Ballet dancers perform on empty ballfields during COVID-19

Lauren Glassberg Image
Monday, June 15, 2020
Ballet dancers perform on empty ballfields during COVID-19
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Lauren Glassberg reports on Alison Cook-Beatty, who came up with the idea of teaching ballet on baseball fields in Central Park.

NEW YORK CITY (WABC) -- Where most see an empty ballfield, Alison Cook-Beatty saw a stage where she could continue to teach ballet.

The Alison Cook Beatty Dance Company was forced to close its studio on the Upper East Side during the coronavirus pandemic, leaving dancers with nowhere to practice or rehearse.

One day the owner, Allison Cook-Beaty, had an idea.

"I saw these empty baseball fields, and I used to play softball, so I think I was drawn to them," she said.

Not to play baseball, but to teach dance. So she choreographed a ballet on the diamond.

"These dancers are working hard out there on the field under the sun and dirt is flying in their face; they have a mask on, but these guys, they look gorgeous," Cook-Beaty said.

Visitors to the park often stop to watch the lovely ballet performance.

"I saw these ballet dancers leaping through the air, I couldn't believe my eyes," Lisa Fendell said.

Now Fendell makes it a point to catch the dancers during their twice-weekly rehearsals in Central Park.

"People need art and culture, and if we can bring that to them on a baseball field in Central Park because the studios aren't open and the theaters can't open yet safely, why not," Cook-Beaty said.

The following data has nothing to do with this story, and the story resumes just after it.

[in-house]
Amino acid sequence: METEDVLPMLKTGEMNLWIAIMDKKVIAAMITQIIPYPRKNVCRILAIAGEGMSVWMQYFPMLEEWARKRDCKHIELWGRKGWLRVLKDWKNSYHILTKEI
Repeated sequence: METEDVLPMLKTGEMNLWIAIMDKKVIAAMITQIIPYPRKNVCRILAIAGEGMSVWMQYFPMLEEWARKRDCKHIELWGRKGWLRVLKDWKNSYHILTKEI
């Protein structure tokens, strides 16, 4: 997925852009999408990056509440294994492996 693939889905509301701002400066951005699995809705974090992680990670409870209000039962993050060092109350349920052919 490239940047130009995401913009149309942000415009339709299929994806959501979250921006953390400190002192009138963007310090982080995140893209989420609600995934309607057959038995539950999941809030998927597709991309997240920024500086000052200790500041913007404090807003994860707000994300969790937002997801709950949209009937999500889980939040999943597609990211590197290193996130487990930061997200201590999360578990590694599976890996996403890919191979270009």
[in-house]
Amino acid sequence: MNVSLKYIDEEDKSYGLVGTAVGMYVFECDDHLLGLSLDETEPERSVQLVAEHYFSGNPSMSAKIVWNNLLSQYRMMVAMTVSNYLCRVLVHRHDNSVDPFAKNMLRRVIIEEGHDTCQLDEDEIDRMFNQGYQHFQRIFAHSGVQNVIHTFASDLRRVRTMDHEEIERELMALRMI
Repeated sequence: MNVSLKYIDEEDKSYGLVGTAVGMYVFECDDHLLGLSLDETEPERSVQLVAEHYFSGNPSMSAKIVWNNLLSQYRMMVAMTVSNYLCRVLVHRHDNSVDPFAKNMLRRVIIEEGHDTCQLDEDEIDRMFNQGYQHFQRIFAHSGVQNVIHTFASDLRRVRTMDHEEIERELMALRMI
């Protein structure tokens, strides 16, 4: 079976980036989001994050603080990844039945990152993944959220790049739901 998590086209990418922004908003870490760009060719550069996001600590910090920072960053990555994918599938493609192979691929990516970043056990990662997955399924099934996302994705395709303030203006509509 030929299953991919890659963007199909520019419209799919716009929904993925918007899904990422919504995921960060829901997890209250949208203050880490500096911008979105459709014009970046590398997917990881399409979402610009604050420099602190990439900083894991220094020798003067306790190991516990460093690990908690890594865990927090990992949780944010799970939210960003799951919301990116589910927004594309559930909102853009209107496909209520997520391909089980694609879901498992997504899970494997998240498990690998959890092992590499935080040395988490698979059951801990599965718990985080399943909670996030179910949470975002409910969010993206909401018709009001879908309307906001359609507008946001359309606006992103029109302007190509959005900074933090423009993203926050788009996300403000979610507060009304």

Cook-Beaty ensures social distancing and insists that all dancers wear masks while at practice.

"I find myself saying instead of going stage right, go to first base," Cook-Beaty joked.

Cook-Beaty has never called her dancers a company or a troupe. Instead, she calls them a team, and she is very much their coach.

Being able to teach her dancers at a place during the shutdown has given her team a chance to soar when life is otherwise on lockdown.

Fiona Oba, a dancer, says, "Allison is the type to find creative ways to keep going no matter what. Just the idea we could meet and continue creating work was amazing."

"It gives you a very good feeling inside your heart when you walk off that baseball field, and you think wow, not only did we do really good work today, but I feel better I feel happier," Cook-Beaty said.

Cook-Beaty thinks that's a grand slam.


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